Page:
It’s been a long, hard road for Rebel Heart. A mid-December leak of thirteen early demos sent Madonna and UMG into panic mode and resulted in the early release of six tracks including lead single “Living For Love.” Her subsequent comments on the leak as “artistic rape” and “a form of terrorism” were received none too kindly in light of the then-recent Sydney hostage crisis. The worst part, however, was that none of those events were the worst part.
Madonna’s crap luck hit its zenith last month at the Brit Awards during a performance of “Living for Love.” No need to rehash the dirty details; her painful onstage fall was everywhere instantly, wracking up 13 million loops on Vine. Its viral nature smacks of a complex voyeurism given her superstar status, but we’ll save that for another day.
Enough about things besides the music. Rebel Heart opens with “Living for Love,” which is everything a Madonna album opener can and should be. She sticks to her proven formula – female empowerment à la “Express Yourself,” irresistible beat à la “Hung Up,” classic diva in red lipstick attitude over whatever genre is most popular at the moment (see: EDM, specifically house and dubstep) – and it works.
There is plenty more to love after track one. Producer Avicii’s fingerprints are all over the acoustic strums of the marvelous “Devil Pray.” “Beautiful Scars” is a sugary sweet Europop throwback, while tunefully vulnerable “Joan of Arc” proves rebel hearts break too. Nicki Minaj’s killer verse on “Bitch I’m Madonna” makes you wonder if the song should actually be titled “Bitch I’m Nicki.” “Holy Water” is fearless in spite of its flaws, and the sex-as-religion lyrics (this is Madonna, after all) make “Like A Virgin” sound wholesome by comparison. Who knew that was even possible?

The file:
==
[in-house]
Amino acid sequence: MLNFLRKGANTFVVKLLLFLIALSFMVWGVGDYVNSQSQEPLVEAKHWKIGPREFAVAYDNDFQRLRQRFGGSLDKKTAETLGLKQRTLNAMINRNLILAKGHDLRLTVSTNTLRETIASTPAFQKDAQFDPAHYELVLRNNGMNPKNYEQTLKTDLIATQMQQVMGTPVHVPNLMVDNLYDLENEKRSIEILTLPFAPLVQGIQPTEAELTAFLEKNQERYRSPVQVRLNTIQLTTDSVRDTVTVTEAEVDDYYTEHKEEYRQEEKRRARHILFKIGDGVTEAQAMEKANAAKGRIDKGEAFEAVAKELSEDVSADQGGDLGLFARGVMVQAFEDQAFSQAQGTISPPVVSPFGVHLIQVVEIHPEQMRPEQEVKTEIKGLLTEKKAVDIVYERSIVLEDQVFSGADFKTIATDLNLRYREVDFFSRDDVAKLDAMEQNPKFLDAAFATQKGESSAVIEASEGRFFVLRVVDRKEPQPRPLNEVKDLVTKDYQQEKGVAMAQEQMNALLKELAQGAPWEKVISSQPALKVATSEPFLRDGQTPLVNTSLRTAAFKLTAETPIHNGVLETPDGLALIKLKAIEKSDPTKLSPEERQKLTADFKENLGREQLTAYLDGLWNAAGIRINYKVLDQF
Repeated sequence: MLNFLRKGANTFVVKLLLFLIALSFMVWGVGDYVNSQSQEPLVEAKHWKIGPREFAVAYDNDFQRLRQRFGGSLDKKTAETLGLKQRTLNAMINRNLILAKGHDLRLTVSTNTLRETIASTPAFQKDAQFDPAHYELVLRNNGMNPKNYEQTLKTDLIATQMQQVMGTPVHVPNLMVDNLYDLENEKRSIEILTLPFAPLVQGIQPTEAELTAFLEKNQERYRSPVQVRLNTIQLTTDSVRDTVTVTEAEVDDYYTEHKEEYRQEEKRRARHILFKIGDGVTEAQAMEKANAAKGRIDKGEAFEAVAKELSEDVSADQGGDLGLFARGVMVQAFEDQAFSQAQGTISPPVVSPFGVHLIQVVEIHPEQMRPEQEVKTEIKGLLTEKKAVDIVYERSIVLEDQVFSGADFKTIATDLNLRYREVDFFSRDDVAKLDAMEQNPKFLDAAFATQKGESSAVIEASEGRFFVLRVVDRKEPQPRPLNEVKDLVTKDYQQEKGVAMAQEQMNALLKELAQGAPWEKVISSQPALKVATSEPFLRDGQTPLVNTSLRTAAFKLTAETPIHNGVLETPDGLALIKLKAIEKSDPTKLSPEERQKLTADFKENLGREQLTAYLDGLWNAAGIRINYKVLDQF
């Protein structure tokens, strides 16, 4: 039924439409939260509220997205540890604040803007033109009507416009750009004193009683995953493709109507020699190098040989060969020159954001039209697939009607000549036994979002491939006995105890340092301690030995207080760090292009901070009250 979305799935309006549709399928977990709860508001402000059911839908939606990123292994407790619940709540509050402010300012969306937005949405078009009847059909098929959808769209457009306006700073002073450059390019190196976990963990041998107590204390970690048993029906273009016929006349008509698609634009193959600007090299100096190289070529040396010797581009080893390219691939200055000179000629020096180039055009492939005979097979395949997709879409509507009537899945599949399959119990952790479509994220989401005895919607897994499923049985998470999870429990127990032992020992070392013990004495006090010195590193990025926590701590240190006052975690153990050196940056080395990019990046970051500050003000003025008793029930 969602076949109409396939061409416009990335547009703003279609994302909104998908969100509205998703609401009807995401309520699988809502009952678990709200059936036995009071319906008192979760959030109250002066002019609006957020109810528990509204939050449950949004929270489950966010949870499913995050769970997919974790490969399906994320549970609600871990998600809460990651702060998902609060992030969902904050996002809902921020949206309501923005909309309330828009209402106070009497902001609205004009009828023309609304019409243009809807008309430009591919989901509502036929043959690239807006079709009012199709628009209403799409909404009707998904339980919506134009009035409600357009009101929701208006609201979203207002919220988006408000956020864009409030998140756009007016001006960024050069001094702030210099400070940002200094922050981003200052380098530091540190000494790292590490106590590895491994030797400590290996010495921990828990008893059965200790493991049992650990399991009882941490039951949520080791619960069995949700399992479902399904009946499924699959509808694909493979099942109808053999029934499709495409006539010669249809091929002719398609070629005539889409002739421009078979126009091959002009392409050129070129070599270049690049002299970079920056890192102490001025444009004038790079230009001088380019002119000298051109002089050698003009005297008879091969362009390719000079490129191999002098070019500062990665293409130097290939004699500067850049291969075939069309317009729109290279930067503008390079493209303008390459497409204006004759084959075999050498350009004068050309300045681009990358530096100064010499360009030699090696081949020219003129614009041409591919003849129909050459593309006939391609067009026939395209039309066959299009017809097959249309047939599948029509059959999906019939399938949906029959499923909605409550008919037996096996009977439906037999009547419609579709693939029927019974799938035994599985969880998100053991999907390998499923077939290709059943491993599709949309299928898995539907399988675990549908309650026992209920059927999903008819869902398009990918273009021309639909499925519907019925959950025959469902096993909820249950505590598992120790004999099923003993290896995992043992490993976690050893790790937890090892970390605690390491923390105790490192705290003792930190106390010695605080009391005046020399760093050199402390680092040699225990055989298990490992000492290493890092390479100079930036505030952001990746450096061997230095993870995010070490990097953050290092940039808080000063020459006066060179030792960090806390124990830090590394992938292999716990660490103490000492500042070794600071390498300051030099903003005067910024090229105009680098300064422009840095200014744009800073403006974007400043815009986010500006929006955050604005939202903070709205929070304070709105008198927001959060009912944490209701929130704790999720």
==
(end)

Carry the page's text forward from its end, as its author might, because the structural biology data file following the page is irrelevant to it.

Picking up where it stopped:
Unfortunately, a fair portion of Rebel Heart can only be responded to with “Really?” Madonna spends the Kanye West-produced “Illuminati” name-dropping all the celebrities not enrolled in the New World Order, as though that will suddenly convince YouTube commenters to stop claiming Katy Perry is a puppet. First rule of the Internet: don’t feed the trolls. Madonna addendum: don’t feed the trolls with a forgettable song.
More duds: “Iconic” offers a spelling lesson in the chorus (“I can / Icon / Two letters apart”). Try not to laugh. “S.E.X.” is basically The Talk, Madonna’s kink edition. It’s uncomfortable, but at least she makes you dance as she makes it weird.
Rebel Heart may not erase the undesirable circumstances preceding its release, but it does make a case in favor of the decent and unmistakably Madonna music coming first. Its legacy will no doubt involve the leak and the subsequent rush-release, though neither of these detract from the work itself. Many of the best albums ever are steeped in uncertain or unconventional circumstances – In Rainbows, The Beatles, and Rumours come to mind. Rebel Heart will most likely not achieve that level of immortality, but the album proves more interesting (or perhaps just ironic, given its theme of triumphing over setbacks) within the context of its own struggles.